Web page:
Tech Corner – Harry B. Miller III, ACE

12 Steps to Tech Sanity

Harry B. Miller III, ACE

CE 2011 Qtr 2

My name is Harry M – and I have an addiction. I am a software-update-aholic. Let me explain.

In the early days of personal computers Wordstar was the dominant word processing program starting from about 1979. It set conventions that we use today, such as Control+C to copy and Control+V to paste text. I guess for the later, Control+P was already spoken for. And Wordstar itself rarely changed.

I couldn’t prove it but I’ve always believed software manufacturers could never figure out how to stop piracy of their goods, so they decided to release software upgrades to increase their revenue stream and stay ahead of the pirates. It made sense. If people aren’t buying MS Word 1.0 anymore, release MS Word 2.0 with new features, and with file formats that aren’t backward compatible (like the ‘.docx’ format), so the public will have to buy the new version.

The problem is when you have software that is interdependent, which is the case in today’s editing room. The computer CPU has an operating system. The editor uses software to assemble pieces of picture and audio into a coherent story (hopefully). The editing software often has plug-ins, like Boris for VFX and Waves for audio. If any one component gets out of sync, such as Apple releasing a new update to their OS and someone mistakenly updating the workstation, the editing comes to a screeching halt.

Several years ago I walked into my editing room in Prague and the local assistant cheerfully offered that he’d replaced all the older Quicktime plug-ins in my Avid with the coolest and latest releases. Which completely disabled that system. Fortunately, a backup quickly restored it to operation.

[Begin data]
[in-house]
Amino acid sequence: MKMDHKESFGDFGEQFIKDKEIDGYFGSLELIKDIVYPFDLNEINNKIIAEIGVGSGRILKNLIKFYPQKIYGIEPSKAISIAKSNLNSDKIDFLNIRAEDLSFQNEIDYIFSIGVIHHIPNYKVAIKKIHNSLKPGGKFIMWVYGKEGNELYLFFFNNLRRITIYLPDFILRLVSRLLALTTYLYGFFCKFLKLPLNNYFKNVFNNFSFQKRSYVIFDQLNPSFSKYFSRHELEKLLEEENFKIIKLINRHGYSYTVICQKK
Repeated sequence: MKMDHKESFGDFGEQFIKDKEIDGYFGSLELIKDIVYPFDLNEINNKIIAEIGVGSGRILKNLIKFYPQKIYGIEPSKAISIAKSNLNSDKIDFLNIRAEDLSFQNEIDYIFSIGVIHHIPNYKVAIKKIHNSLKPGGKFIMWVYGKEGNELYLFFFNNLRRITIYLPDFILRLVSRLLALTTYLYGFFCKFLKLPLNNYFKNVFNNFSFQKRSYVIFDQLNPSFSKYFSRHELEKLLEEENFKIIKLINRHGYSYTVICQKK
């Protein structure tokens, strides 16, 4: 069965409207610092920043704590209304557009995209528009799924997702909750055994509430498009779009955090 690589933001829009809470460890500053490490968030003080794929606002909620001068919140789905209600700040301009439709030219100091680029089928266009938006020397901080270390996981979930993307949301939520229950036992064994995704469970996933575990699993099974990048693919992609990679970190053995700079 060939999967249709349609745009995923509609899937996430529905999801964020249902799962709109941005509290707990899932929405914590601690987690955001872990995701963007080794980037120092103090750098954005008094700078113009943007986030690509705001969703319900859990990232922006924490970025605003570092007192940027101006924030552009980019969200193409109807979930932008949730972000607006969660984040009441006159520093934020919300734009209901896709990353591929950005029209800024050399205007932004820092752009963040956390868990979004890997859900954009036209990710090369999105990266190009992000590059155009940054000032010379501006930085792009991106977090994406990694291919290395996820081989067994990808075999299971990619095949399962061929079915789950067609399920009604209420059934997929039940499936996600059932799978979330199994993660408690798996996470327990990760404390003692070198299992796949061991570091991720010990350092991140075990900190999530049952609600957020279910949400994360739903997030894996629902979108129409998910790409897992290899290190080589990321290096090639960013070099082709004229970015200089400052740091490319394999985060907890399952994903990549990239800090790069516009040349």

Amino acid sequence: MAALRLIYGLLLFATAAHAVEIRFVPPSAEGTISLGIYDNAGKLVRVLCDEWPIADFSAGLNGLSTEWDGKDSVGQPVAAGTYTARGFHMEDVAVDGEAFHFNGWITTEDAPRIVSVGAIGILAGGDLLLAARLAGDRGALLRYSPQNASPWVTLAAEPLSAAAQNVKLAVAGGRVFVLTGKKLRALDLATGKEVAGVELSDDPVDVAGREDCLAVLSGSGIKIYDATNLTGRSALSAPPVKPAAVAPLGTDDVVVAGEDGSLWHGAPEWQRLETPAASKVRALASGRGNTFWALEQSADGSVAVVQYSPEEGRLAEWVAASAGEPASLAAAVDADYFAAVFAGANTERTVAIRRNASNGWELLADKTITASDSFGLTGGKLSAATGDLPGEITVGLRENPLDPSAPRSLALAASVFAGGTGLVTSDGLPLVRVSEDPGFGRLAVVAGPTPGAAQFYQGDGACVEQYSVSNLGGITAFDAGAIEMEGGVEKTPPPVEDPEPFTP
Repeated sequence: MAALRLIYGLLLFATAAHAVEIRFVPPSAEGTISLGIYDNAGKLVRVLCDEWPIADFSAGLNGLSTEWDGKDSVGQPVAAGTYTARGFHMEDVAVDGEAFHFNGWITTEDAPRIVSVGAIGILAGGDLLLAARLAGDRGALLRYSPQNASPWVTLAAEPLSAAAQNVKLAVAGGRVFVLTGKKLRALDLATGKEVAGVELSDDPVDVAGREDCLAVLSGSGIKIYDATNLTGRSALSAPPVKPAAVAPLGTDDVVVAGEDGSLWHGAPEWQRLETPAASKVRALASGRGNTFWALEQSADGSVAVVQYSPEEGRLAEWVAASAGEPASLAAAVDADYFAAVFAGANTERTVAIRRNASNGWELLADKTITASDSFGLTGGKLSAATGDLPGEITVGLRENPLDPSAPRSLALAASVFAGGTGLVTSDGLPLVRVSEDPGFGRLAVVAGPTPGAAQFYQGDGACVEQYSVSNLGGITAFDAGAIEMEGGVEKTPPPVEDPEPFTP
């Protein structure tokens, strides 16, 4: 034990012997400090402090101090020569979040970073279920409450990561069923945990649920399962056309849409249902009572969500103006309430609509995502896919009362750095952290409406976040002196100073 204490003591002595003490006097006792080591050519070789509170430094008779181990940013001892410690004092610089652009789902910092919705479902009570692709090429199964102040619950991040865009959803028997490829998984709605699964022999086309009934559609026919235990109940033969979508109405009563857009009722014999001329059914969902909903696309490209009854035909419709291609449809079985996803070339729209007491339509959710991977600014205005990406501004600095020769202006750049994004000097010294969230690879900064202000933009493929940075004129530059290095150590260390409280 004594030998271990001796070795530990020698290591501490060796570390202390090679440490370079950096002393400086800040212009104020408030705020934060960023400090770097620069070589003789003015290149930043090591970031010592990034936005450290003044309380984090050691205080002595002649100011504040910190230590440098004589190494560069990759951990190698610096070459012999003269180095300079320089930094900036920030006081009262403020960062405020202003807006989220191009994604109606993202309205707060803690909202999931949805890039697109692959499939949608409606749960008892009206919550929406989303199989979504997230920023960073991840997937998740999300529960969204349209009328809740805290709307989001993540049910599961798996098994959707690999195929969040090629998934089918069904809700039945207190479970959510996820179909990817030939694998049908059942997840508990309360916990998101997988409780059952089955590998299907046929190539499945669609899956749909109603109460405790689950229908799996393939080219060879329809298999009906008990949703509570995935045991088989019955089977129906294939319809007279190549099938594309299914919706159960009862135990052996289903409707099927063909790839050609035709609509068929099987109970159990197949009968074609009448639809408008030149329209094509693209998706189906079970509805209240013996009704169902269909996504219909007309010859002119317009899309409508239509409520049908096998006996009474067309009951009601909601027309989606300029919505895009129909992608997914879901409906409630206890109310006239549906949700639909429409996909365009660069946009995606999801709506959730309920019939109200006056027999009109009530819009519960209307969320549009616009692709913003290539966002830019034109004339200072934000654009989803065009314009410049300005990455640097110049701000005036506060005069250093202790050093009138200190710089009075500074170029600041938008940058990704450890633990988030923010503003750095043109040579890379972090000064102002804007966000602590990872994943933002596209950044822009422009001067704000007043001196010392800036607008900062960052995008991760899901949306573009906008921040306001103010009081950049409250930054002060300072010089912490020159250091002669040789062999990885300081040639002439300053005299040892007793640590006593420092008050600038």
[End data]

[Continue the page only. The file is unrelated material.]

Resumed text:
The bad news for me is now I get a notice of a new update to a program, and I cannot help myself from wanting to install that update. Avid released Media Composer 5.5.2 and it had to be soooo much better than 5.5.1 that I had to upgrade. And more than once have I blown up my system.

So, here is my 12 step recovery program (with apologies to Alcoholics Anonymous).

  1. Admit I’m powerless over software update prompts that arrive in email or as automatic notice, and that my computer has become unmanageable.
  2. A power greater than myself, i.e. my assistant, can restore me to sanity.
  3. Make the decision to turn my will to the care my assistant, who will turn off ‘automatic update’ in my computer.
  4. Make a fearless moral inventory of myself – and throw it away, as that won’t get my cut out the door.
  5. Admit to my assistant and myself that it is wrong to keep getting new versions of software that don’t work well with others on the Unity network, even though it has this neat new keyframe function that I just have to have.
  6. Be ready to have my assistant downgrade my Media Composer back to 5.0.3 and keep me from installing FCP X on my laptop.
  7. Ask my assistant to ignore my shortcomings, because they can’t be removed.
  8. Make a list of all the software updates that have crashed my editing system and make amends to all the PA’s that had to wait extra for the resulting delayed outputs from getting done.
  9. Make direct amends to those PA’s that had to wait extra, except when it would reveal I really could have saved them hours by being smarter. So, forget that, no amends.
  10. Continue to take software inventory, and promptly admit that I shouldn’t have upgraded my version of Boris Continuum because it doesn’t work well with other systems. And that new Waves program is cool, but no one else can use it.
  11.  Pray for knowledge of why I get Buss Errors, and how to prevent them.
  12. Having been awakened to the perils of updating my software, try to carry the message to other software-upgrade-aholics, to prevent them from also being a moron.

As Dexter said to his girlfriend Rita in Season 2: Yes. I have an addiction.